read an excerpt

John Simmons Prologue PDF version

Prologue: Sign Here

john simmons On June 1, 1867, John Simmons signed his will at the law office of Benjamin F. Brooks at 40 State Street in Boston. The contents of the will provided an endowment to Simmons College and ensured the education of thousands of women with unwavering emphasis on preparing for the world of work. Unfortunately, no documents have been found to describe what John Simmons was thinking that day. To illuminate a critical moment in the College’s history, I based the following dramatization, which set in motion the founding of Simmons College, on what is known and on what I imagined. In doing so, I’ve taken creative license; however, the rest of the biography is based on factual information uncovered by extensive research.

“Collins, please return to the mansion.” John Simmons, one of Boston’s wealthiest men, gave this order as he stepped out of his well−maintained barouche.

“Today’s business will take me a few hours,” he said, checking his pocket watch to make sure he would be punctual for his one o’clock appointment. “Miss Mary Ann needs your services at home. Collect me here at five.”

“Yes, sir,” his Irish manservant replied in a thick brogue, having helped his carefully groomed seventy-year-old employer onto the city sidewalk at 40 State Street in Boston. The afternoon of June first 1867 was a temperate day, perfect for the long−planned work ahead.

In his signature long black coat with high collar and black cravat, John Simmons stood tall and slim, despite his age and chronic disease. He looked up at the lawyer’s office he was about to enter.

“Benjamin F. Brooks,” he said to himself, recalling the national hero Benjamin Franklin. “May my Benjamin be as wise as Mr. Franklin,” John mused, remembering the progressive thinker for whom many a young man had been named.

John was confident he had chosen the right advisor for today’s mission. Although a generation younger than John, Benjamin F. Brooks, the legal counsel for Jordan Marsh, a leading Washington Street department store, was later described as “a man needed every hour by merchant princes and business magnates” having “the success of character rather than intellect” and a “capacity for business rather than finished culture.” Like his client John Simmons, Brooks was described as “free from all show, pretention and display.”

That day in Boston, the Yankee magnate John had his mind on transformative action. During his carriage ride, John noticed an exhausted−looking young woman walking on the sidewalk with a large load of shirts under one arm, her other arm dragging a daughter beside her. Memories of women in reduced circumstances flooded his mind. From the war widows of 1812 to post−Civil War sole providers, visions of hard−working women tugged at his conscience. How many unskilled women had he turned away because they lacked appropriate training? How many souls were at the mercy of this capitalist metropolis? He thought, “Such lost potential!”—and it was this potential John sought to encourage and support through legal means. As he knocked at his lawyer’s door, John sighed.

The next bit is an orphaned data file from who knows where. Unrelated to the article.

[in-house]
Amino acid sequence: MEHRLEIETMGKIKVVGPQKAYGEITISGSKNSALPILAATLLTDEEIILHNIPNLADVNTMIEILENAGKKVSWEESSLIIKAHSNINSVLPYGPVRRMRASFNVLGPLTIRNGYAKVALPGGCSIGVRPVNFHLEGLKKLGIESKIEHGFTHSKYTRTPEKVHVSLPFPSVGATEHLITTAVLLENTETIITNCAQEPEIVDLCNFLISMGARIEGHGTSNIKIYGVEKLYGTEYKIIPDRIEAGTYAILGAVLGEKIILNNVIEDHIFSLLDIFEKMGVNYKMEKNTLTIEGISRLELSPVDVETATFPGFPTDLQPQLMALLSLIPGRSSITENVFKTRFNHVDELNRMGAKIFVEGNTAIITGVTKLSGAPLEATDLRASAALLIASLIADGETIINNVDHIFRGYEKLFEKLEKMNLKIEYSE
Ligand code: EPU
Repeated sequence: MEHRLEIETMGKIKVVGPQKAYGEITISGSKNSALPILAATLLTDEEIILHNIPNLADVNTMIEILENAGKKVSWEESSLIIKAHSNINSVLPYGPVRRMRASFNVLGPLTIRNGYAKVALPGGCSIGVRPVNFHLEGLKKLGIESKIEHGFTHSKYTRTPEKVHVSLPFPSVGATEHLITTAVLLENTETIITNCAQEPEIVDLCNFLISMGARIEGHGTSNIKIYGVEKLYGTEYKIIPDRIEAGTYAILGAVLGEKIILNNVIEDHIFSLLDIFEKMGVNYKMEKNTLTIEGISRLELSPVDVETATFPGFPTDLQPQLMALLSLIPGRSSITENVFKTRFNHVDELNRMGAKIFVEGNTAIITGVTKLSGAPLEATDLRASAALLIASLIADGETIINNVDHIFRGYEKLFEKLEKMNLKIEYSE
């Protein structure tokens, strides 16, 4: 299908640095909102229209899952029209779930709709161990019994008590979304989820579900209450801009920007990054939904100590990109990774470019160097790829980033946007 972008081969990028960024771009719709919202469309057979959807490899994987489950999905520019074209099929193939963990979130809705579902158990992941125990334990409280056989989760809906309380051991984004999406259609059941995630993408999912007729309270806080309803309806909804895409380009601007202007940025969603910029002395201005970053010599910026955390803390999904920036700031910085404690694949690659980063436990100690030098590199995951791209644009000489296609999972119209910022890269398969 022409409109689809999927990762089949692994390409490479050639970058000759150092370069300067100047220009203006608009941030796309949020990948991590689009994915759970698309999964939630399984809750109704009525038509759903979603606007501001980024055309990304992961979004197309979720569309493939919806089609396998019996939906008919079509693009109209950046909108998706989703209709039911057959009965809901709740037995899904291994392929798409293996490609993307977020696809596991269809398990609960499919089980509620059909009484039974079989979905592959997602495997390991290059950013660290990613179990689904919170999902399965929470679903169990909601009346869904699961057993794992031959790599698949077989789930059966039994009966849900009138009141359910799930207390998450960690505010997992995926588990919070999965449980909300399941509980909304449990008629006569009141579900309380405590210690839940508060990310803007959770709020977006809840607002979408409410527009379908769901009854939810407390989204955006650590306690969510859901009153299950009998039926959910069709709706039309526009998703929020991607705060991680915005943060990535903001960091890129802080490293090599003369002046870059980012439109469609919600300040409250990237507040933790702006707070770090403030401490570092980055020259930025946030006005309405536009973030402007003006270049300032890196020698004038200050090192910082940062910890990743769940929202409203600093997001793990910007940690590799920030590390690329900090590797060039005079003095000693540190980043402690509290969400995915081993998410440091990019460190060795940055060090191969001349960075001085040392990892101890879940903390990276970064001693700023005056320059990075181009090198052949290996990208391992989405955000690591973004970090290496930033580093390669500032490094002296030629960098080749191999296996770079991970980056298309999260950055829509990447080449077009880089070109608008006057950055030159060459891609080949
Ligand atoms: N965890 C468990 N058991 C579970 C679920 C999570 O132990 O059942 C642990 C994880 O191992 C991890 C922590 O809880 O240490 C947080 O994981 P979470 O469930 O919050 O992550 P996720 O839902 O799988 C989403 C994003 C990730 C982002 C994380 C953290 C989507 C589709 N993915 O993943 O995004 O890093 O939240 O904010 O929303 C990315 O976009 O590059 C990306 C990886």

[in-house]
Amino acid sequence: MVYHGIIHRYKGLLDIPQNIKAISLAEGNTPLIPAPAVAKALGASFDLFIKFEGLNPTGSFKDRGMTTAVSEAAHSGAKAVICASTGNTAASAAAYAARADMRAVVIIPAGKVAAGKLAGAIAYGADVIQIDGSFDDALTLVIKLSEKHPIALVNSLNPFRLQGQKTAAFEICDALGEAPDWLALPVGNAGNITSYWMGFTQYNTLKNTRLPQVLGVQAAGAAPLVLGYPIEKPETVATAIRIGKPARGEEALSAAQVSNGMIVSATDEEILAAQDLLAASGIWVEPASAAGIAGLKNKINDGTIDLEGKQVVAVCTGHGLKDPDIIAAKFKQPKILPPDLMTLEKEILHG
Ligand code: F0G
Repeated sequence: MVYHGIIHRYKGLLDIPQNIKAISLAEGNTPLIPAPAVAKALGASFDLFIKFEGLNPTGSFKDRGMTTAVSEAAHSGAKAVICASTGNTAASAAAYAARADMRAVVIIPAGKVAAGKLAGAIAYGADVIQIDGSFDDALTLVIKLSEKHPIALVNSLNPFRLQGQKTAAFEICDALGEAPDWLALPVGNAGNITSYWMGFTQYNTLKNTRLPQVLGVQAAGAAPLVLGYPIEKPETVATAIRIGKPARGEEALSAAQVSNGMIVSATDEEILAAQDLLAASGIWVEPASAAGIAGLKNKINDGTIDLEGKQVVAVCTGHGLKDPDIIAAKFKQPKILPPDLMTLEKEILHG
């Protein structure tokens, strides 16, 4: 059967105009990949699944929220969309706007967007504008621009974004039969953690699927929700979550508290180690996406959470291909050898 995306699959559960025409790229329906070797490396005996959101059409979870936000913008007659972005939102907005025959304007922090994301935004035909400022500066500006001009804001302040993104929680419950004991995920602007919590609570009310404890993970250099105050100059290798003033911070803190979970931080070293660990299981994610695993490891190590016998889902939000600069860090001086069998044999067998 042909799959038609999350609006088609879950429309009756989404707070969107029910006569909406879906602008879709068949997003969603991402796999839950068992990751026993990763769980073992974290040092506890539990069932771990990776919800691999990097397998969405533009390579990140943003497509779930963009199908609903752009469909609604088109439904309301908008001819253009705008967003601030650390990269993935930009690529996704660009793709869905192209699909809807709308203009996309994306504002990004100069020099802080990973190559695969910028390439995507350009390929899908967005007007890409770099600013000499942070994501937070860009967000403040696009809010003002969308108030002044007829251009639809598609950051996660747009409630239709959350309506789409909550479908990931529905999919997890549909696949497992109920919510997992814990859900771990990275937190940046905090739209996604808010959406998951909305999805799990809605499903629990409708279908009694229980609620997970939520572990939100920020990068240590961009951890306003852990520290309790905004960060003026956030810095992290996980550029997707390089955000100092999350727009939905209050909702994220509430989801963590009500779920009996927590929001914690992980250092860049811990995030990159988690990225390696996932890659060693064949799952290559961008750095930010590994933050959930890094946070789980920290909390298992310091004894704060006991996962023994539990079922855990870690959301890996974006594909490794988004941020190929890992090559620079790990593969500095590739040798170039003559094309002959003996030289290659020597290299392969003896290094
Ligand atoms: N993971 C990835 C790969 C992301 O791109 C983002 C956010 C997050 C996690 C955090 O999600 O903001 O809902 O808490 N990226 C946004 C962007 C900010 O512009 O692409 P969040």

After four hours of detailed decision-making, fifty−one−year−old Benjamin Brooks paused and asked his client, “Are you quite certain you want to do this? Is this absolutely your intention?” Brooks rose from his mahogany chair, walked to the opposite side of his desk, and put his hand on his longtime friend’s shoulder.

“Fairness is what I am after,” John replied, his right hand grasping his fountain pen.

“As you wish,” Brooks answered, and he excused himself to collect the legally required three witnesses.

This interlude gave John Simmons time to recall the people who had enriched his life, including his tireless father and calm−tempered, vivacious mother. John smiled, thinking of his beloved and beautiful wife Ann who had given him four sons. His grandson John III had been named in his honor. With these loved ones, John had shared fortune and misfortune, happiness and heartache.

He had been blessed with his two daughters, Mary Ann and Alvina, who had stepped in at their mother’s passing. Six years a widower, John still enjoyed Sunday morning breakfasts with granddaughters Anna and Harriet.

With Brooks’ assistance, the day’s carefully conceived legal decisions had taken the form of a formal testament regarding John’s estate, his plan for the coming years. “Thy will be done,” Simmons whispered, mingling his will with that of the Lord’s, as Brooks returned to the room with three office conscripts. Witnesses Horatio G. Parker, Henry Lunt and Fritz H. Rice were enlisted to bear witness to John’s will

“Do you have any second thoughts, any additions, or corrections?” Brooks asked. “Perhaps something you’d like to say?”

Sitting upright, John answered, “Hand me that document.” The benefactor valued action over public proclamations. “Deeds, not words,” John asserted, quoting Benjamin Franklin. “Give me the will. I am ready to sign.”